Date of Award

4-24-2018

Degree Type

Certificate of Advanced Study

Program

Connecticut Literacy Specialist

Advisor

Dr. Karen C. Waters

Abstract

Researchers have consistently found a link between quality classroom discourse and the increase in student reading comprehension. Classroom discussions help students make sense of fiction and nonfiction texts while deepening their understanding. Incorporating the principles of Vygotsky’s social constructivism as the theoretical framework, the aim of this study was to examine the relationship between the use of accountable talk sentence stems and the quality of discussion using the fishbowl discussion strategy as a means of increasing student comprehension of a text. Observation of the effects of student discourse of 18 students over the duration of six weeks yielded measurable differences in the quality and the quantity of discussion. Students were arranged in two circles: an inner circle that conducted conversation and an outer circle that observed and commented on the behavior of the inner circle. Pre and post assessment results were tallied and scored using a rubric. The evaluation criteria included the number of student comments, use of textual evidence, elaboration upon another student’s response, and the use of sentence stems. The results indicated that using sentence stems and engaging in discourse that required students to respond, question, clarify, and further develop what others said in a discussion increased student comprehension of a text and the use of textual evidence to support their comments. Specifically, the use of accountable talk stems encouraged students to take ownership of the conversations by thinking and reasoning together, building on one another’s ideas, and holding one another accountable for the comments being made in a discussion. Therefore, accountable talk was an effective strategy to increase classroom conversation and comprehension, and should be considered to be a viable strategy for supporting students in achieving literacy goals.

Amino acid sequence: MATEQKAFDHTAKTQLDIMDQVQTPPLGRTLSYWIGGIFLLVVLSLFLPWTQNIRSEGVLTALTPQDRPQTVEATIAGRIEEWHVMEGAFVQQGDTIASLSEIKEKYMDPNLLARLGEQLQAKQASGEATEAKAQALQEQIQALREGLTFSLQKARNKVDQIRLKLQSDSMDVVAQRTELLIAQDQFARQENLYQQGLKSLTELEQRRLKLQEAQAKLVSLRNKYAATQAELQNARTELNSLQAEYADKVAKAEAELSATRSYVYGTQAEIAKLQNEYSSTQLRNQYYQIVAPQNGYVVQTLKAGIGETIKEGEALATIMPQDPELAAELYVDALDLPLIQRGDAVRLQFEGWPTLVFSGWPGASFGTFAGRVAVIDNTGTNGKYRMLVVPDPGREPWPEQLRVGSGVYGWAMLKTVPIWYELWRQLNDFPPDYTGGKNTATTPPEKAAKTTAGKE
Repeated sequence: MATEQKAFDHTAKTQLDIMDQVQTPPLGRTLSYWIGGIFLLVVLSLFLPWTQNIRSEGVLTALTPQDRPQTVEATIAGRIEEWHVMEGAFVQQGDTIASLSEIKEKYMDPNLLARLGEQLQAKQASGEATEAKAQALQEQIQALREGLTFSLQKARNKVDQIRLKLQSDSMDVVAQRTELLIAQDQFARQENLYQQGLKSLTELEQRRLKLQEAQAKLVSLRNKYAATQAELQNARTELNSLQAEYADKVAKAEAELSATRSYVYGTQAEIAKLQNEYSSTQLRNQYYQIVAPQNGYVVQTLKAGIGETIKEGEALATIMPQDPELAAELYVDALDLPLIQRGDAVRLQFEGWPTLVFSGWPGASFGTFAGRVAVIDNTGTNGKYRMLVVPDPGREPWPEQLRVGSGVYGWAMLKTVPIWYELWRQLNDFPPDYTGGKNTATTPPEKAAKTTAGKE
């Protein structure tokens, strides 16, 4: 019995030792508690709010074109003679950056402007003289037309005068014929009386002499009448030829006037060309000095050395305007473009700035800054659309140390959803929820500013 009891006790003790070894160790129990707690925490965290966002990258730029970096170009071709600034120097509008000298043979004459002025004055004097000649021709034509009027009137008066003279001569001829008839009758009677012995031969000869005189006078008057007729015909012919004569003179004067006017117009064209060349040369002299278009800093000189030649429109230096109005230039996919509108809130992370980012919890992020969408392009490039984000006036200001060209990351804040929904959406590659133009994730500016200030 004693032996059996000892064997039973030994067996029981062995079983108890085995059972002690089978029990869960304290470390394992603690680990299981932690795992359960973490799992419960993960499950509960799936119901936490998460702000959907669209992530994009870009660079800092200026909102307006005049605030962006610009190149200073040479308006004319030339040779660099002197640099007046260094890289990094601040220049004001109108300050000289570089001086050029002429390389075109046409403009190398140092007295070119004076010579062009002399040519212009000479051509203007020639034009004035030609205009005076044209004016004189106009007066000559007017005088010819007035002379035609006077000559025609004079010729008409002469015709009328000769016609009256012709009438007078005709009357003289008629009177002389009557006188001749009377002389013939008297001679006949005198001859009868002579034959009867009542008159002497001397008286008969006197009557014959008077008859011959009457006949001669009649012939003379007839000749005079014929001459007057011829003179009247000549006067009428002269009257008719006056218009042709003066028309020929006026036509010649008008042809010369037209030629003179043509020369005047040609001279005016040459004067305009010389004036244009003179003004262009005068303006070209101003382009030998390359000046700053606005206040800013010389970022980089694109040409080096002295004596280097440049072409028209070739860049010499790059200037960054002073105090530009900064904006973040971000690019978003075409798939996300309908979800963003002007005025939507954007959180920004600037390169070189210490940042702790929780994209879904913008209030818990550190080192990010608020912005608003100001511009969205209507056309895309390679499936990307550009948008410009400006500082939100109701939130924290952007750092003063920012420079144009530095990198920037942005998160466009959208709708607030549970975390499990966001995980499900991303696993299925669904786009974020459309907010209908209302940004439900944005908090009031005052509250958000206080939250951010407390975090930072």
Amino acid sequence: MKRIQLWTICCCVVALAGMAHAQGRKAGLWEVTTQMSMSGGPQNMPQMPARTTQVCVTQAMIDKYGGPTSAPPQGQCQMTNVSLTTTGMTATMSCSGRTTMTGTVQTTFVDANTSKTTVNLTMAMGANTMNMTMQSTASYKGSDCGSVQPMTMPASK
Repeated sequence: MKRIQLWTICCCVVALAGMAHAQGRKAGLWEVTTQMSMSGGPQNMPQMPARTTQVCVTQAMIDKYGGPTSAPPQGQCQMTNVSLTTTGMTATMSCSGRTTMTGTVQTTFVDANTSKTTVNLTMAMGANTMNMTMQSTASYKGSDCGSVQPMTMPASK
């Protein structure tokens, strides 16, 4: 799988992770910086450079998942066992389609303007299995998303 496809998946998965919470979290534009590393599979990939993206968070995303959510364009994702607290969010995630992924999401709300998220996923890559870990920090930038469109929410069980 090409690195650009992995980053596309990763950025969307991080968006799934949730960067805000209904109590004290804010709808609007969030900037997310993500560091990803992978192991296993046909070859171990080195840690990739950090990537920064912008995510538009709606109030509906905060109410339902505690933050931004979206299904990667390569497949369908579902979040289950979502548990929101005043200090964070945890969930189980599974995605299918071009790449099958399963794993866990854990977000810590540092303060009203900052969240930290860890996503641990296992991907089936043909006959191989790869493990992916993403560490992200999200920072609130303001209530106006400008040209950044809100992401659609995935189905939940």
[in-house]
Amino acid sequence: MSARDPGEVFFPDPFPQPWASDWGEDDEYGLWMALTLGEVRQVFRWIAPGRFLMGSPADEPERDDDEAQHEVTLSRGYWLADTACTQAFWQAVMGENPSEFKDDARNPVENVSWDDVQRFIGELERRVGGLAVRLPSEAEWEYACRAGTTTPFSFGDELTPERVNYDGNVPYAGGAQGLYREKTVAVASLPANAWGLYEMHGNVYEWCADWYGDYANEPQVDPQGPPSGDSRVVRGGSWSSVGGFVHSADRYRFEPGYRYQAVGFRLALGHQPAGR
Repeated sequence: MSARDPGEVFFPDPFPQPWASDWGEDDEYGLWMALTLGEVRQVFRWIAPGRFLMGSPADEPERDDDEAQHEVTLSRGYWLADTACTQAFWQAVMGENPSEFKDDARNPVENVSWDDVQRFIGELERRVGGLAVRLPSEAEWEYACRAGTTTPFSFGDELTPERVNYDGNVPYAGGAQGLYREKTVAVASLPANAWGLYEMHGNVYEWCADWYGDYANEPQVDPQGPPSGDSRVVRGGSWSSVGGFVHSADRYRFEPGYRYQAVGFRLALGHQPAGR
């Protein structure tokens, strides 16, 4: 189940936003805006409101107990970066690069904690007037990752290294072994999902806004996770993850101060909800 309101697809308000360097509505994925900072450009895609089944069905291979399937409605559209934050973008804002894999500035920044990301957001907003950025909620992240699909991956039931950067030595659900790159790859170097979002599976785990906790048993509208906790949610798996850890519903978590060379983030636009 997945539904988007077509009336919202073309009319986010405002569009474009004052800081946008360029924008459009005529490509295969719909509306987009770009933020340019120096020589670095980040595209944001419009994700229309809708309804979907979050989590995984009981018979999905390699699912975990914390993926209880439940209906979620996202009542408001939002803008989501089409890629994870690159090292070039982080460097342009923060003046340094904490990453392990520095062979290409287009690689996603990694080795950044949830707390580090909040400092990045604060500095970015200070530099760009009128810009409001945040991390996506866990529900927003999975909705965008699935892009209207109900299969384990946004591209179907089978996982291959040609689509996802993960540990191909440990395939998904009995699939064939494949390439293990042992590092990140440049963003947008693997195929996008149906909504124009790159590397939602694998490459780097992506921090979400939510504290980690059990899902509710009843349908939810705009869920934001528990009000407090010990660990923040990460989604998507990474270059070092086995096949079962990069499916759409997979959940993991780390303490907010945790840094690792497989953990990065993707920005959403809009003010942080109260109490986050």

Comments

Prepared for EDR 692 Applied Reading and Language Arts Research. A thesis submitted in partial fulfillment of the coursework required for the post-masters' Certificate of Advanced Studies (CAS) in Literacy.

Creative Commons License

Creative Commons Attribution-Noncommercial-No Derivative Works 4.0 License
This work is licensed under a Creative Commons Attribution-Noncommercial-No Derivative Works 4.0 License.


Share

COinS
 
 

To view the content in your browser, please download Adobe Reader or, alternately,
you may Download the file to your hard drive.

NOTE: The latest versions of Adobe Reader do not support viewing PDF files within Firefox on Mac OS and if you are using a modern (Intel) Mac, there is no official plugin for viewing PDF files within the browser window.